Having issues setting up Access Rules

I’ve set up a couple cloudflared tunnels, and I’m starting to dial in the layers of security I want with them, but I’m having trouble getting the results I want. I feel like I’m close, and just need a nudge.

Application #1, Dashy Dashboard dash.example.url:
I want to be allowed to access my dashboard if accessing from my Home IP, I want to be allowed to access Dashy from my mobile device/laptop if I’m connected to WARP for my account.

Application #2, NGINX website, site.example.com:
I want to make this accessible for everyone, but since it’s hosted on my small infrastructure, I would like to have a Cloudflare Challenge, like a Email Pin to prevent lots of traffic. I only expect 5 unique visitors a month, give or take. This one is working, except I would like to allow access to it for testing from my home IP, I keep getting OTP challenges.

My attempts to get these done haven’t been successful so far, and I think it’s self inflicted. For Dashy, it seems that no matter what IP I am using, I get the Cloudflare Email OTP challenge and I can’t seem to wrap my head around the WARP access (maybe that part isn’t doable).

Default Allow rules has my IP address allowed and OTP allowed, like I’ve seen in tutorials, but I can’t see where to select “Bypass” for the IP address, I only have “include”, “exclude”, and “require”. None of these seem to be the settings I’m looking for, and I am not sure where to add WARP client access, if that is even possible. I don’t want to break the NGINX application when I set up the dashboard. Any help figuring out the best way to set this up would be appreciated. I think I’m just missing something small in the documentation. Thanks in advance.

Welcome to the Cloudflare Community!

This documentation page is helpful in setting these up:

When you add things to Include, it’s OR between all of them. For example, if you include your IP Address and OTP, it’s saying either match and you get access, except you need to go through some authentication flow to get an identity. If your IP matched, any email would work, regardless if you had an Emails selector as well.

For detecting WARP, you want to use the Gateway Client posture: Using WARP posture checks with Cloudflare Access
(As that guide outlines, you do not want to use the WARP Posture).

Bypass is an action, at the top of the policy

With Tunnels, you want to use Service Auth over Bypass generally.

The actions are very distinct and important to understand:
Allow: allows a user with an identity to access an application. They can match an IP include rule, but they would still have to go through email otp/the configured IdPs you have.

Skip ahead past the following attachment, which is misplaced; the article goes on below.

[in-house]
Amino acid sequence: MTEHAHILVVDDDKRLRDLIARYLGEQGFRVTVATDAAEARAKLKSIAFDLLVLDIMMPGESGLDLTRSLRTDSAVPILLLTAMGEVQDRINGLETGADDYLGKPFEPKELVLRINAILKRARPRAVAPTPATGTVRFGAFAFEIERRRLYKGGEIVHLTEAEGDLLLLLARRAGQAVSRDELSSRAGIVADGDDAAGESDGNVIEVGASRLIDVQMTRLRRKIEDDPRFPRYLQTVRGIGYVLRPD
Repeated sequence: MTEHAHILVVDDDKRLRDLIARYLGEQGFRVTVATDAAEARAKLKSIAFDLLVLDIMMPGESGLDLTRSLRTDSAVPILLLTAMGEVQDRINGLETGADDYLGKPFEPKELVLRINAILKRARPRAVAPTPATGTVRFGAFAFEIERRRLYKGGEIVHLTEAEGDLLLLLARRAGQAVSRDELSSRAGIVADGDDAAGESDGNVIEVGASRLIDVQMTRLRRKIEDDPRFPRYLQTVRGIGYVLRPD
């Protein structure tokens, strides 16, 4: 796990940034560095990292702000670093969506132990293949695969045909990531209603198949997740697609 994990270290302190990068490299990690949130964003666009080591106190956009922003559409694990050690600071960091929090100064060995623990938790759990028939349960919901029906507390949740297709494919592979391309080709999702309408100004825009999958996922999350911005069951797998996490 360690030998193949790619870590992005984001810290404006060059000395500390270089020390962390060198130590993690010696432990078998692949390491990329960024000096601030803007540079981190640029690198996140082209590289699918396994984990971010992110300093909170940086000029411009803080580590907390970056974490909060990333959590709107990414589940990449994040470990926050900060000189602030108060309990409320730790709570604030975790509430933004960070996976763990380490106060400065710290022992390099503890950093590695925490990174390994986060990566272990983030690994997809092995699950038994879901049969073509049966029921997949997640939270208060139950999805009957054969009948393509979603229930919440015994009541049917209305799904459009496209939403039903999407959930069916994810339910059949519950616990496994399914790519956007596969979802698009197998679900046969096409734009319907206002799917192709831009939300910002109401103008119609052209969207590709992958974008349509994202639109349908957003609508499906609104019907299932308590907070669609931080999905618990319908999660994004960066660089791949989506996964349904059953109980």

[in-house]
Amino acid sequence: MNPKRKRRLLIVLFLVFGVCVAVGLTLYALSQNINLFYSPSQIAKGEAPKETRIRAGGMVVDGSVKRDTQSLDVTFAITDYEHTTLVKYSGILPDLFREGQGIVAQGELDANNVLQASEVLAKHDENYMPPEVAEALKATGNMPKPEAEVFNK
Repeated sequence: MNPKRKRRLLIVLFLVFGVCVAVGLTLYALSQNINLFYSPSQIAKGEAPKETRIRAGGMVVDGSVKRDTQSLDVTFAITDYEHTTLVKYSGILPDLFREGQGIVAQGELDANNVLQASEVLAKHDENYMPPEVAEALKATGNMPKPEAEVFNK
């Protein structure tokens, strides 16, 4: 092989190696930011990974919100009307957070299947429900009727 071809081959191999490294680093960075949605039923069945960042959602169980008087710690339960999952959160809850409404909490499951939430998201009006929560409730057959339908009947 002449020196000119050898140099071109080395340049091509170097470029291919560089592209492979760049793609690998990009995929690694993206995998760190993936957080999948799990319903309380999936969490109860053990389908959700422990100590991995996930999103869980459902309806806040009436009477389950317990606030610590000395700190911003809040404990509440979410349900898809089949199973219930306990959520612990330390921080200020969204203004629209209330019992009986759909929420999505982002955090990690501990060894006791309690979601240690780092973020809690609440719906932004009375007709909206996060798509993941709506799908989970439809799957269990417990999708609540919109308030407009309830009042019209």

Bypass: Skip the access flow, go back to normal zone/domain security

Service Auth: Still an Access flow, just without an identity.

Tunnels have a security mechanism under each public hostname’s advanced settings => Access to verify the Access JWT (proof you passed through Access), only Allow and Service Auth issue this JWT, and thus Bypass is not recommended.

I believe the easiest way to do this would be two Service Auth Policies, one including your IP, one including Gateway.

You can use an Allow action with Include: Everyone

Let me know if any of that needs more clarification! ZT Policies can be confusing.

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Thank you for the response, it’ll take a minute for me to absorb the details that you included (and I really appreciate those details). I’ll play around with my settings again using your tips, and I’ll come back and let you know if I need anymore clarification for the IP/WARP/Gateway settings. Sometimes you just need to get your terms right, then it’s easier to search for your answers.

As far as the “Allow Everyone” policy, reading into the differences between “Bypass”, “Service Auth” and “Allow”, can I use a Service Auth for Everyone? Then I could have the email challenge for visitors, but not tied to an account identity?

Everyone would go straight through to the application without entering their email. Service Auth is no identity, no IdP (identity provider) login (which includes emails). Allow, Include Everyone with Email IdP = everyone enters their email and is allowed in. Allow is always going to put you through an identity flow, although you can configure the exact identity providers, and requirements to pass the policy based on their resolved identity and other factors. Service Auth, Include Everyone = Everyone instantly gets access. Hopefully, that makes sense, there’s nothing you would gain from having an email challenge without an identity if it was possible, other then less users/consumed seats I suppose, but you get 50 on free, which is plenty if you only get 5 unique visitors a month.

Although if it is worth mentioning, it certainly isn’t really meant to be used that way, functionally Access is supposed to be used for employee auth, and each user being an employee/auth’d user. But if you are sure you will have less then 50 unique users a month/not consume all of your seats, then I don’t see anything wrong with it.

I missed it in my first reply, but for your nginx website wanting to skip for your own IP, you’d just want a service auth policy including your own IP, along with the allow.